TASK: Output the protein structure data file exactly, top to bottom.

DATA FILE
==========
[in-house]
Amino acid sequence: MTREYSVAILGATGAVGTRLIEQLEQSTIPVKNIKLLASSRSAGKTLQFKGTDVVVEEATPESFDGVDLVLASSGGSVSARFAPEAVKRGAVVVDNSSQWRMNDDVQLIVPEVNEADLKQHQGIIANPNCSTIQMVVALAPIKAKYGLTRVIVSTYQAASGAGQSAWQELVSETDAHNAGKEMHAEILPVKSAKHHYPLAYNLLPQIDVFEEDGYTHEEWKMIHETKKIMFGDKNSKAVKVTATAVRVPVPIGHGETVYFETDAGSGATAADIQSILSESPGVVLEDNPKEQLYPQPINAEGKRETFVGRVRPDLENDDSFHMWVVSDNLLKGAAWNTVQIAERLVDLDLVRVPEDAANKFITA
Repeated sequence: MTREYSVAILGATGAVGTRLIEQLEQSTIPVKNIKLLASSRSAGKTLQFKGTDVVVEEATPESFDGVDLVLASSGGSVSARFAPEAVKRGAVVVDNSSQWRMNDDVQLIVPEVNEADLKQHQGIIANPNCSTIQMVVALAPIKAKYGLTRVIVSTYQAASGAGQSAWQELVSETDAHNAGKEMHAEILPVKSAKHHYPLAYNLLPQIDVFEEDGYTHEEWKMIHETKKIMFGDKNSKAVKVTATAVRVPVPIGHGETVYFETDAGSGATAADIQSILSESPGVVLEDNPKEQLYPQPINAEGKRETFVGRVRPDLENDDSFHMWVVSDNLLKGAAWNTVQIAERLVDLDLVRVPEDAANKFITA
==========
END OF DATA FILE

[in-house]
Amino acid sequence: MTREYSVAILGATGAVGTRLIEQLEQSTIPVKNIKLLASSRSAGKTLQFKGTDVVVEEATPESFDGVDLVLASSGGSVSARFAPEAVKRGAVVVDNSSQWRMNDDVQLIVPEVNEADLKQHQGIIANPNCSTIQMVVALAPIKAKYGLTRVIVSTYQAASGAGQSAWQELVSETDAHNAGKEMHAEILPVKSAKHHYPLAYNLLPQIDVFEEDGYTHEEWKMIHETKKIMFGDKNSKAVKVTATAVRVPVPIGHGETVYFETDAGSGATAADIQSILSESPGVVLEDNPKEQLYPQPINAEGKRETFVGRVRPDLENDDSFHMWVVSDNLLKGAAWNTVQIAERLVDLDLVRVPEDAANKFITA
Repeated sequence: MTREYSVAILGATGAVGTRLIEQLEQSTIPVKNIKLLASSRSAGKTLQFKGTDVVVEEATPESFDGVDLVLASSGGSVSARFAPEAVKRGAVVVDNSSQWRMNDDVQLIVPEVNEADLKQHQGIIANPNCSTIQMVVALAPIKAKYGLTRVIVSTYQAASGAGQSAWQELVSETDAHNAGKEMHAEILPVKSAKHHYPLAYNLLPQIDVFEEDGYTHEEWKMIHETKKIMFGDKNSKAVKVTATAVRVPVPIGHGETVYFETDAGSGATAADIQSILSESPGVVLEDNPKEQLYPQPINAEGKRETFVGRVRPDLENDDSFHMWVVSDNLLKGAAWNTVQIAERLVDLDLVRVPEDAANKFITA